I think the "meteorological, geological, and aerodynamic expert" Farkers are trying to say that in a natural disaster of the magnitude that we saw yesterday in Moore, you're going to need a lot of luck to survive. Living/sheltering in a geodesic dome doesn't necessarily increase your odds of a favorable outcome when winds are in excess of 200 mph and the storm moves so slowly that it literally chews up everything in its path and tosses the remains for miles upon miles. The only sure-fire waay to ensure survival is to flee the area PRONTO, or get underground.

[farm8.staticf ...


How often are they slow moving F5's? Can't we build for the more common F3's and below and realize that bigger than that is going to probably overmatch it? This is what we do for earthquakes, virtually nothing is made to stand against an 8 or 9, IIRC 6 used to be the standard, but I think in some places it's been bumped up to 7. It sounds like everyone is argueing against doing anything at all because F5's and ricther 9's happen.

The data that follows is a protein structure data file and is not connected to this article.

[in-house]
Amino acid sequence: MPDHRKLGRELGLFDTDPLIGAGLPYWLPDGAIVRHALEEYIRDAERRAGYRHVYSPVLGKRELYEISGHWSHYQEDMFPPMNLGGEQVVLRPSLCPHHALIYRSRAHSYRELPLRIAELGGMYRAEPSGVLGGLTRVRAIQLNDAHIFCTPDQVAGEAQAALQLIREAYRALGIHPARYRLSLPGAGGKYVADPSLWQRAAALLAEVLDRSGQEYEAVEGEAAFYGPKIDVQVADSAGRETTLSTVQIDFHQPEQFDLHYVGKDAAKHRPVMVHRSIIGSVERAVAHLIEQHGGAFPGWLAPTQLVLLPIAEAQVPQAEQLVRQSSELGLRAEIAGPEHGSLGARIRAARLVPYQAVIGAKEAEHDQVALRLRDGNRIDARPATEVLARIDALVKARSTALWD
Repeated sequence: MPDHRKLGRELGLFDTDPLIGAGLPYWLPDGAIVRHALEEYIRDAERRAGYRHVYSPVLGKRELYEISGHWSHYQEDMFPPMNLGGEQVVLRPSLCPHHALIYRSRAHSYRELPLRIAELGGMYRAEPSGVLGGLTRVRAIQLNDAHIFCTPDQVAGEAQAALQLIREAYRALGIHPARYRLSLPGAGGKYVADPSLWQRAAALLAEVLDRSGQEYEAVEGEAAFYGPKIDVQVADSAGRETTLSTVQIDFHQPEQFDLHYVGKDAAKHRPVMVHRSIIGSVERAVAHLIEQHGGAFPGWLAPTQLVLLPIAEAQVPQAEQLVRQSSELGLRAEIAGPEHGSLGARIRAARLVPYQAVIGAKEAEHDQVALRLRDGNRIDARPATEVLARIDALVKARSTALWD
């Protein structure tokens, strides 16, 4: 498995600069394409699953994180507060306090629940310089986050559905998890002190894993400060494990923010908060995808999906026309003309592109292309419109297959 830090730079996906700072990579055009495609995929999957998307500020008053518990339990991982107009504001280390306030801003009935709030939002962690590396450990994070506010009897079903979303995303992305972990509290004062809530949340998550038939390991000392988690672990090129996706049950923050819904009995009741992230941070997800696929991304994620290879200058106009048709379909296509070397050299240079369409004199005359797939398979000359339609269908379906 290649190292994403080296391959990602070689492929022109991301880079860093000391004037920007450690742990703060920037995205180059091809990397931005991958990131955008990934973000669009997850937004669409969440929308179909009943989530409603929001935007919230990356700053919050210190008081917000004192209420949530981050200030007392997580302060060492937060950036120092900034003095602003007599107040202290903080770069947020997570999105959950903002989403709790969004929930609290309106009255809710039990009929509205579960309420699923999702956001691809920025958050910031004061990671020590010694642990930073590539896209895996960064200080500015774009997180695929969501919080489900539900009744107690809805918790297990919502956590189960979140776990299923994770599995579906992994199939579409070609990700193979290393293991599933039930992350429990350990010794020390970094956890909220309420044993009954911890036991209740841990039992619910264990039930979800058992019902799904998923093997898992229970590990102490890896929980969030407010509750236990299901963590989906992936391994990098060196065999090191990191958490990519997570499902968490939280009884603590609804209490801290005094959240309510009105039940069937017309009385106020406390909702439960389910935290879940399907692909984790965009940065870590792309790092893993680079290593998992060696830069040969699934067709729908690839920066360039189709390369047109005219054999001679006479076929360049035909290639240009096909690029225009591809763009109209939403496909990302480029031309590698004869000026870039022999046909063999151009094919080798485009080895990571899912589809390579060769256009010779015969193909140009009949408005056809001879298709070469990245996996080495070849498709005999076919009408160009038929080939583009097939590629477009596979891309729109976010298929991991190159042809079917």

2013-05-21 05:03:48 PM

TanSau: Medic Zero: yadda yadda yadda Confabulat: TanSau:

As long as we are dreaming about remaking everything, why the hell don't we move all the powerlines and other infrastructure that is up on poles underground? Then we wouldn't have to restring (& repole) all that shiat every time this happens or there is a big wind or ice storm.

This has been suggested several times, and in many cases, such as certain places in South Florida (yes, they actually got SOMETHING right), have routed power underground.

I also find it amusing how my comments seem to bring out all of the meteorological, geological, and aerodynamic experts showing that NOTHING can survive the CAT5, F5, 9.0 EARTHA-FIRE-CANE concrete liquefying  Zombie Apocalypse.

ok, I get it, we're ALL going to die.

Therefore, all of you who have taken a tornado in the ass and tossed the salad of hurricane Sally, James, Butch and know better than the experts, I leave you the following: